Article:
Kiuchi Kyō

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Kiuchi Kyō
木内 キヤウ
Member of the House of Councillors for the House of Councillors national district
In office
1947 – ?
Personal details
Born(1884-02-14)14 February 1884
Asakusa, Tokyo, Japan
Died7 November 1964(1964-11-07) (aged 80)
Political partyMinshu Club
Spouse(s)Tatsusaburō Kiuchi (1909–?)
FatherAwashima Kangetsu
Alma materTokyo Women's Normal School

Kiuchi Kyō (木内 キヤウ, Kiuchi Kyō, 14 February 1884 – 7 November 1964) was a Japanese educator and politician who served as a member of the House of Councillors. She is believed to be the first woman to become the principal of a Japanese school.[1]


Her maiden surname was Awashima (淡島), and her pen name was Tsukigami Kiuchi (木内月上, Kiuchi Tsukigami)[2]


Kiuchi Kyō was born on 14 February 1884[2] in the Asakusa Morishita town in the Asakusa ward of Tokyo, the first-born child of artist Awashima Kangetsu [ja].[3] The Awashima family business was a well-known honeycomb toffee shop, but they made a living by charging rent for the remaining estate and selling it, such as giving up the store with her grandparents.[4][5]

Even when she was nine years old, her father did not allow her to enter elementary school.[6] Worried after her graduation from high school, she attended a normal school, and she graduated from Tokyo Women's Normal School in March 1903 and was assigned to Minamikatsushika Ordinary Primary School.[2][7] In March 1909, she married Tatsusaburō Kiuchi (木内辰三郎, Kiuchi Tatsusaburō), a teacher at Urawa Junior High School,[2][8] and she chose to maintain her work–life balance.[9] In April 1910, she was transferred to Nihonbashi-no-Jōtō Ordinary Elementary School.[10] She entered the Tokyo Women's Normal School's advanced courses in April 1926, and after completing the course, she was transferred to Jūon Ordinary Primary School.[2][11] In October 1931, she became the principal of Itabashi no Shimura First Ordinary Primary School of Itabashi, and she remained in that position until July 1941.[2][12] She also founded Kiuchi Academy in Takinogawa and served as the head of a pigeon garden.[2][13][14]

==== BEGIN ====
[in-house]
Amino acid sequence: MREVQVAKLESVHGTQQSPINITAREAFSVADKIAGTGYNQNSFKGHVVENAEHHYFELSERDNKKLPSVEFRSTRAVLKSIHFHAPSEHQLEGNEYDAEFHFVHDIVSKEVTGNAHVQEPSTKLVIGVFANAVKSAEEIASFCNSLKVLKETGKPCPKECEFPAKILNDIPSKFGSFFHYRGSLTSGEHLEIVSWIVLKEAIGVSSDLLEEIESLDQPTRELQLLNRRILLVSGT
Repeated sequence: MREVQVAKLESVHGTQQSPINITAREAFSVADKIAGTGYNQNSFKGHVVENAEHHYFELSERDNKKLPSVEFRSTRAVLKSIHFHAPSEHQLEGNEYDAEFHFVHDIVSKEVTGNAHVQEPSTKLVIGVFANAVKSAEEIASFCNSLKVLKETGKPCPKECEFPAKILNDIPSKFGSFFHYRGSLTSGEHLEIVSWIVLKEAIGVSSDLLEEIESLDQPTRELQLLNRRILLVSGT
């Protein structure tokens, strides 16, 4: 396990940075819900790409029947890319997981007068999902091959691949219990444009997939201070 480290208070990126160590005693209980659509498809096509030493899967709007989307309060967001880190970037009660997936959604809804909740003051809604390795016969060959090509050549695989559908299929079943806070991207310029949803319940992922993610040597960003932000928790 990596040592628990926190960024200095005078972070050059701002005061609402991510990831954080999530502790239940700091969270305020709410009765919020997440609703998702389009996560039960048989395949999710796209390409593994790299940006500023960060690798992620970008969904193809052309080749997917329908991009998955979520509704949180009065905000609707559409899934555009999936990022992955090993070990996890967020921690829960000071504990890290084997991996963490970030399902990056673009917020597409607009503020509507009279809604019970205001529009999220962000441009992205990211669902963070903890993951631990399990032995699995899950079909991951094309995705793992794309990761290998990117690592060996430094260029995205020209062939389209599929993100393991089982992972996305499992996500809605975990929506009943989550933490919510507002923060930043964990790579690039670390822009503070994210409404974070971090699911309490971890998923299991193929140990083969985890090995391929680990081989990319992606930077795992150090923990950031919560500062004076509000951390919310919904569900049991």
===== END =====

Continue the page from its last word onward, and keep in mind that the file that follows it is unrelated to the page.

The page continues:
She was also vice-president of the National Primary School Union's Female Teachers Association, director of the Tokyo Education Association's Women's Training Department, a member of the Japan International Association's Women's Committee, director of the Tokyo Women's Patriotic Association, and a councillor of the Dai Nippon Women's Association[2][15] She was a representative of the 1928 Pan-Pacific Women's Conference in Hawaii.[9] During World War II, she became a member of the Imperial Rule Assistance Association's Central Cooperation Council.[2][16]

After an unsuccessful attempt in the 1946 Japanese general election, where she received 21,185 votes for the House of Councillors national district among 120 candidates,[17] she was elected to the House of Councillors national district in the 1947 Japanese House of Councillors election[2][15] She was a member of the Minshu Club and dedicated herself to issues involving education and female teachers.[15][18]

Kiuchi Kyō died on 7 November 1964 at the age of 80.[15]


  • Kiuchi, Kyō (1929). 汎太平洋婦人会議に列して (in Japanese).


  1. ^
  2. ^ a b c d e f g h i j 日本女性人名辞典〔普及版〕 (in Japanese). Nihon Tosho Center. 1998. p. 350.
  3. ^ 教育一路, p. 23-29
  4. ^ 教育一路, p. 15-17, 23-24
  5. ^ Mure, Yōko (1999). あなたみたいな明治の女 (in Japanese). Asahi Shimbun Company. pp. 62–64.
  6. ^ 教育一路, p. 32-34
  7. ^ 教育一路, p. 36-41, 45-46
  8. ^ 教育一路, p. 27, 55-57
  9. ^ a b
  10. ^ 教育一路, p. 59
  11. ^ 教育一路, pp. 72-74
  12. ^ 教育一路, p. 120
  13. ^ 新訂 政治家人名事典 明治~昭和 (in Japanese). Nichigai Associates. 2003. pp. 195–196.
  14. ^ Ueda, Masaaki; et cetera (2001). 日本人名大辞典 (in Japanese). Kodansha. p. 587.
  15. ^ a b c d House of Representatives; House of Councilors (1990). 議会制度百年史 - 貴族院・参議院議員名鑑 (in Japanese). Ministry of Finance Printing Bureau. p. 290.
  16. ^ 教育一路, p. 128
  17. ^
  18. ^ 教育一路, p. 145
  • 教育一路 (in Japanese). eitosho Shubbansha. 1953.